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The Supreme Court’s extraordinary decision to eliminate the universal right to abortion is a watershed moment in the American experiment, ending half a century when people were free to make their own reproductive decisions and immediately ushering in an era when states can make that choice for them.
From a practical standpoint, the court’s decision is an earthquake, one that is already leading to the creation of a checkerboard legal system in which blue states continue allowing the procedure and red states apply new restrictions or outright bans.
Politically speaking, however, the battle going forward will look much the same as it’s been, pitting pro-choice liberals against anti-abortion conservatives in a cultural cage match to determine the fate and form of reproductive rights across the country.
Indeed, in the immediate aftermath of Friday’s decision, Democrats are already vowing to codify abortion protections into law — same as they’ve done for decades — while Republicans are pledging to build on their momentous victory with new designs on an old goal: to ban the procedure nationwide.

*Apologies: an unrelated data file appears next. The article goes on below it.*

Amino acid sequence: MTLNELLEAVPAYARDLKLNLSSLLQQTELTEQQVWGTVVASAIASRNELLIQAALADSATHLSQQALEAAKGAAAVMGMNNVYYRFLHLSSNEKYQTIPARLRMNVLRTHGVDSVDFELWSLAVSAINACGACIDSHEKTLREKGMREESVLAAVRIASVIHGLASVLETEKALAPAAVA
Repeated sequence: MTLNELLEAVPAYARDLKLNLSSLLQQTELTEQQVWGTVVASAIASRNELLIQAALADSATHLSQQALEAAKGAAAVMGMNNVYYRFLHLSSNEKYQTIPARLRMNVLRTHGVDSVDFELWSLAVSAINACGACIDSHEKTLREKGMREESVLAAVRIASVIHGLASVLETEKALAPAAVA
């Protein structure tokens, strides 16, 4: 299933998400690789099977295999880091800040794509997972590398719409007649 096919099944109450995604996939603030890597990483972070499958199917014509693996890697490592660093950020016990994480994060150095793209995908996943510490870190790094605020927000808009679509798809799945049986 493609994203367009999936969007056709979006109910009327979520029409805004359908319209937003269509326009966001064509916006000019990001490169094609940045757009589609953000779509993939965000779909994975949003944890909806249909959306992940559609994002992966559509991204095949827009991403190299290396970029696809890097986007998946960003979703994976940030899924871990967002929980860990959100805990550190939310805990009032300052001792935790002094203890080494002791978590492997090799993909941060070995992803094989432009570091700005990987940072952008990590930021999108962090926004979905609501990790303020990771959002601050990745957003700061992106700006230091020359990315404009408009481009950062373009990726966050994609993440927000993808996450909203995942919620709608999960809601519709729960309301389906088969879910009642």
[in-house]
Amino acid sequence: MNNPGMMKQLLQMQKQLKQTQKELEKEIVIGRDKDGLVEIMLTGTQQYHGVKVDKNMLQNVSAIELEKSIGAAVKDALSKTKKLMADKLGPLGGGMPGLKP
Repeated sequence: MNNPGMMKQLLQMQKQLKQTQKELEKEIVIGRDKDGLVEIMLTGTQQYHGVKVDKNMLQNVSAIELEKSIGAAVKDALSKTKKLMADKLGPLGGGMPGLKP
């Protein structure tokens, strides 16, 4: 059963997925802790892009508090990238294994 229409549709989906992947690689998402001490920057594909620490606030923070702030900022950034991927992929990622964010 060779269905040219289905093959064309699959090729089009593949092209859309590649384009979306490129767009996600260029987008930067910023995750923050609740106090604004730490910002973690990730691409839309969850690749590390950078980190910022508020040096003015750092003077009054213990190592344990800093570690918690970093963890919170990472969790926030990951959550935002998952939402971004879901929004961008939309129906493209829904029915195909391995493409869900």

The dichotomy was reflected on a microcosmic scale outside the Supreme Court on Friday morning, where a crowd of hundreds, then thousands, quickly formed following the unveiling of the decision — a spontaneous celebration/protest that turned First Street NE, which separates the Court from the Capitol, into a human parking lot.
It was a study in contrasts. Depending on your perspective, it was a day of either jubilation or sadness — a reason to dance in the streets or to scream out loud.
Abortion opponents have fought to overturn Roe v. Wade, the landmark ruling that established the constitutional right to abortion, since the day it came down in 1973. They formed a euphoric scene outside the Court, featuring music and bubbles, hugs and tears of joy.
“I’ve never been this happy, I think, in my entire life,” said A.J. Hurley, director of Survivors of the Abortion Holocaust, who was in town from Los Angeles in anticipation of the decision.
For abortion rights defenders, who had carved out their own space in front of the Court, it was a moment of focused anger. The ruling, they said, was a violation of bodily autonomy — “Women are not incubators,” they chanted — and many vowed to simply ignore the decision.